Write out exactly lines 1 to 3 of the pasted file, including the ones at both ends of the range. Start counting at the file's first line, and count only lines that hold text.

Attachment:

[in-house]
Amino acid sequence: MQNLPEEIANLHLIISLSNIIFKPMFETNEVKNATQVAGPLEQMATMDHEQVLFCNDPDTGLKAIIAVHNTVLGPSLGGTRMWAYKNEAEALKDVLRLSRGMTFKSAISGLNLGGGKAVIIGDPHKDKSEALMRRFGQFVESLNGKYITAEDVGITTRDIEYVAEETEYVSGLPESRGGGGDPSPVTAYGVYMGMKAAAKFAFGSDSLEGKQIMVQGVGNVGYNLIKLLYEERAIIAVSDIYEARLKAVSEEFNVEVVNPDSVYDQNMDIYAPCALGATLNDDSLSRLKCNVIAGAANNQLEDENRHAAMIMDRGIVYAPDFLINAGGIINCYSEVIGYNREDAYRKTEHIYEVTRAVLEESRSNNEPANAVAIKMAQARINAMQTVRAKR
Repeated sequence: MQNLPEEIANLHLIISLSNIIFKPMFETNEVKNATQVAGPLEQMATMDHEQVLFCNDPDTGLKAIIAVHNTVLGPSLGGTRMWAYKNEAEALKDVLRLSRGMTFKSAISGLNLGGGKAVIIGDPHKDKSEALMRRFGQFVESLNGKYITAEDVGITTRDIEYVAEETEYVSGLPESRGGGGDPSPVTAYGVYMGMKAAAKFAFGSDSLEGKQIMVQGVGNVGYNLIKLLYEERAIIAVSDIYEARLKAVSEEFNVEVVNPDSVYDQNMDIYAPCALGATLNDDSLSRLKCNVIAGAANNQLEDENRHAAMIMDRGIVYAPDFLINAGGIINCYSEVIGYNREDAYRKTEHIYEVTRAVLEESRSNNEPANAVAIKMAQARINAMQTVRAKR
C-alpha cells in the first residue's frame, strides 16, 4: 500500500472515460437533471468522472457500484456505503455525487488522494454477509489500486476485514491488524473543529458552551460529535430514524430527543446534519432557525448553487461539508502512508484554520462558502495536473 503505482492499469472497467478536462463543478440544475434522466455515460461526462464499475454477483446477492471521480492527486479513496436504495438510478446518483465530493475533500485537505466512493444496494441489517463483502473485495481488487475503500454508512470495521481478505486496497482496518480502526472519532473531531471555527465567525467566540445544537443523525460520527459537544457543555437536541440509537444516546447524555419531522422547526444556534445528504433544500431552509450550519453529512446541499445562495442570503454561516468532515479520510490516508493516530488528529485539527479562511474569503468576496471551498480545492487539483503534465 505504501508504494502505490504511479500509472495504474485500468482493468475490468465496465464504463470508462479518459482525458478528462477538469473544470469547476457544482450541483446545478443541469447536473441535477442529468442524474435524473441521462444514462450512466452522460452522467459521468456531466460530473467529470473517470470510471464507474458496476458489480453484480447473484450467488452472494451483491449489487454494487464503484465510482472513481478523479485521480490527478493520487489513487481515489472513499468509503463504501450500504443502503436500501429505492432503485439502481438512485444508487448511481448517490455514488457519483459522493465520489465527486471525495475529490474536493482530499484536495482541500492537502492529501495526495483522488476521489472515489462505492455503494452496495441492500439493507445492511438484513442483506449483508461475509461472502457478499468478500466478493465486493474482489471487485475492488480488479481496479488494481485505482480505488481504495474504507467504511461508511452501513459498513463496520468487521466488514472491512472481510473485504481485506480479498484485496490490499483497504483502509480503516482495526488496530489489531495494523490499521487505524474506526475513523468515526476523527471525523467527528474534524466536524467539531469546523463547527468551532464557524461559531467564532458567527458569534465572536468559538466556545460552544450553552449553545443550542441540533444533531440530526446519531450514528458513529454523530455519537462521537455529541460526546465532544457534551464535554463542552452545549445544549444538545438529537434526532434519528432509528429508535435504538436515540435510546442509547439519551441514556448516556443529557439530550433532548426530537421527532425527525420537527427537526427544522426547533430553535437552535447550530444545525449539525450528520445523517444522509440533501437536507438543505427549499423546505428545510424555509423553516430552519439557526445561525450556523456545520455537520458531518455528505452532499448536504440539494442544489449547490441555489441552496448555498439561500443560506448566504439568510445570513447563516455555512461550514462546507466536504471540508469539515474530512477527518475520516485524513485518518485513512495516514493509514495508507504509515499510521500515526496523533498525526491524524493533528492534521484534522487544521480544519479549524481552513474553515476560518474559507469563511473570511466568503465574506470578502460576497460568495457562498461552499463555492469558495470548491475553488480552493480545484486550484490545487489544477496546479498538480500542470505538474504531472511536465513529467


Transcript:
[in-house]
Amino acid sequence: MQNLPEEIANLHLIISLSNIIFKPMFETNEVKNATQVAGPLEQMATMDHEQVLFCNDPDTGLKAIIAVHNTVLGPSLGGTRMWAYKNEAEALKDVLRLSRGMTFKSAISGLNLGGGKAVIIGDPHKDKSEALMRRFGQFVESLNGKYITAEDVGITTRDIEYVAEETEYVSGLPESRGGGGDPSPVTAYGVYMGMKAAAKFAFGSDSLEGKQIMVQGVGNVGYNLIKLLYEERAIIAVSDIYEARLKAVSEEFNVEVVNPDSVYDQNMDIYAPCALGATLNDDSLSRLKCNVIAGAANNQLEDENRHAAMIMDRGIVYAPDFLINAGGIINCYSEVIGYNREDAYRKTEHIYEVTRAVLEESRSNNEPANAVAIKMAQARINAMQTVRAKR
Repeated sequence: MQNLPEEIANLHLIISLSNIIFKPMFETNEVKNATQVAGPLEQMATMDHEQVLFCNDPDTGLKAIIAVHNTVLGPSLGGTRMWAYKNEAEALKDVLRLSRGMTFKSAISGLNLGGGKAVIIGDPHKDKSEALMRRFGQFVESLNGKYITAEDVGITTRDIEYVAEETEYVSGLPESRGGGGDPSPVTAYGVYMGMKAAAKFAFGSDSLEGKQIMVQGVGNVGYNLIKLLYEERAIIAVSDIYEARLKAVSEEFNVEVVNPDSVYDQNMDIYAPCALGATLNDDSLSRLKCNVIAGAANNQLEDENRHAAMIMDRGIVYAPDFLINAGGIINCYSEVIGYNREDAYRKTEHIYEVTRAVLEESRSNNEPANAVAIKMAQARINAMQTVRAKR